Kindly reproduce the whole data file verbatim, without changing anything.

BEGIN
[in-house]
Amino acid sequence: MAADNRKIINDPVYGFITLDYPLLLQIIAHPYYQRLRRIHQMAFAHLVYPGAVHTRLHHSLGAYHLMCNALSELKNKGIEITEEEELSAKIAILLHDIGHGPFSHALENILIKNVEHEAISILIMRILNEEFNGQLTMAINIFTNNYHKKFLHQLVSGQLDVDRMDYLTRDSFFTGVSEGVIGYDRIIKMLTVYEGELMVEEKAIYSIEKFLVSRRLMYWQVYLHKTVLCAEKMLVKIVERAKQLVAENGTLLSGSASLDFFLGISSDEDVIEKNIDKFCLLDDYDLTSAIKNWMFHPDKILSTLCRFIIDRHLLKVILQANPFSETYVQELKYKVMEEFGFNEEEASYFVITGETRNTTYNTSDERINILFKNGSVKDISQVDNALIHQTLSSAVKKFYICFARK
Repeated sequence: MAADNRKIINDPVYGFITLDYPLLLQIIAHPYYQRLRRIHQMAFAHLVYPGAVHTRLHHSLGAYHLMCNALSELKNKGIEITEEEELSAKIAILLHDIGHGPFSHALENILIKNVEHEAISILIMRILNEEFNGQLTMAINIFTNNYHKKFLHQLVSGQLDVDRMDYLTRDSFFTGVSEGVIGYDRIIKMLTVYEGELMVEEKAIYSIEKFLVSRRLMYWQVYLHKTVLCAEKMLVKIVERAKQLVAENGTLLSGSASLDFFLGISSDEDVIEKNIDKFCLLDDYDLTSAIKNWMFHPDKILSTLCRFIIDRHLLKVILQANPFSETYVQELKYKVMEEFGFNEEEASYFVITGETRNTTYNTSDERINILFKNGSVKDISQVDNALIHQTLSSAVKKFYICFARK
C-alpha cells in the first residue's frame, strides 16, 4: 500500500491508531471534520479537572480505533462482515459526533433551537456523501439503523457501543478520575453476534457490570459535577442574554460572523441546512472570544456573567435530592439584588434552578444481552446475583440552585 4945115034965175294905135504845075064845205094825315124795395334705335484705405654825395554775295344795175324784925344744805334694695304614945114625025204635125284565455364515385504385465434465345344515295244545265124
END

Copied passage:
[in-house]
Amino acid sequence: MAADNRKIINDPVYGFITLDYPLLLQIIAHPYYQRLRRIHQMAFAHLVYPGAVHTRLHHSLGAYHLMCNALSELKNKGIEITEEEELSAKIAILLHDIGHGPFSHALENILIKNVEHEAISILIMRILNEEFNGQLTMAINIFTNNYHKKFLHQLVSGQLDVDRMDYLTRDSFFTGVSEGVIGYDRIIKMLTVYEGELMVEEKAIYSIEKFLVSRRLMYWQVYLHKTVLCAEKMLVKIVERAKQLVAENGTLLSGSASLDFFLGISSDEDVIEKNIDKFCLLDDYDLTSAIKNWMFHPDKILSTLCRFIIDRHLLKVILQANPFSETYVQELKYKVMEEFGFNEEEASYFVITGETRNTTYNTSDERINILFKNGSVKDISQVDNALIHQTLSSAVKKFYICFARK
Repeated sequence: MAADNRKIINDPVYGFITLDYPLLLQIIAHPYYQRLRRIHQMAFAHLVYPGAVHTRLHHSLGAYHLMCNALSELKNKGIEITEEEELSAKIAILLHDIGHGPFSHALENILIKNVEHEAISILIMRILNEEFNGQLTMAINIFTNNYHKKFLHQLVSGQLDVDRMDYLTRDSFFTGVSEGVIGYDRIIKMLTVYEGELMVEEKAIYSIEKFLVSRRLMYWQVYLHKTVLCAEKMLVKIVERAKQLVAENGTLLSGSASLDFFLGISSDEDVIEKNIDKFCLLDDYDLTSAIKNWMFHPDKILSTLCRFIIDRHLLKVILQANPFSETYVQELKYKVMEEFGFNEEEASYFVITGETRNTTYNTSDERINILFKNGSVKDISQVDNALIHQTLSSAVKKFYICFARK
C-alpha cells in the first residue's frame, strides 16, 4: 500500500491508531471534520479537572480505533462482515459526533433551537456523501439503523457501543478520575453476534457490570459535577442574554460572523441546512472570544456573567435530592439584588434552578444481552446475583440552585 4945115034965175294905135504845075064845205094825315124795395334705335484705405654825395554775295344795175324784925344744805334694695304614945114625025204635125284565455364515385504385465434465345344515295244545265124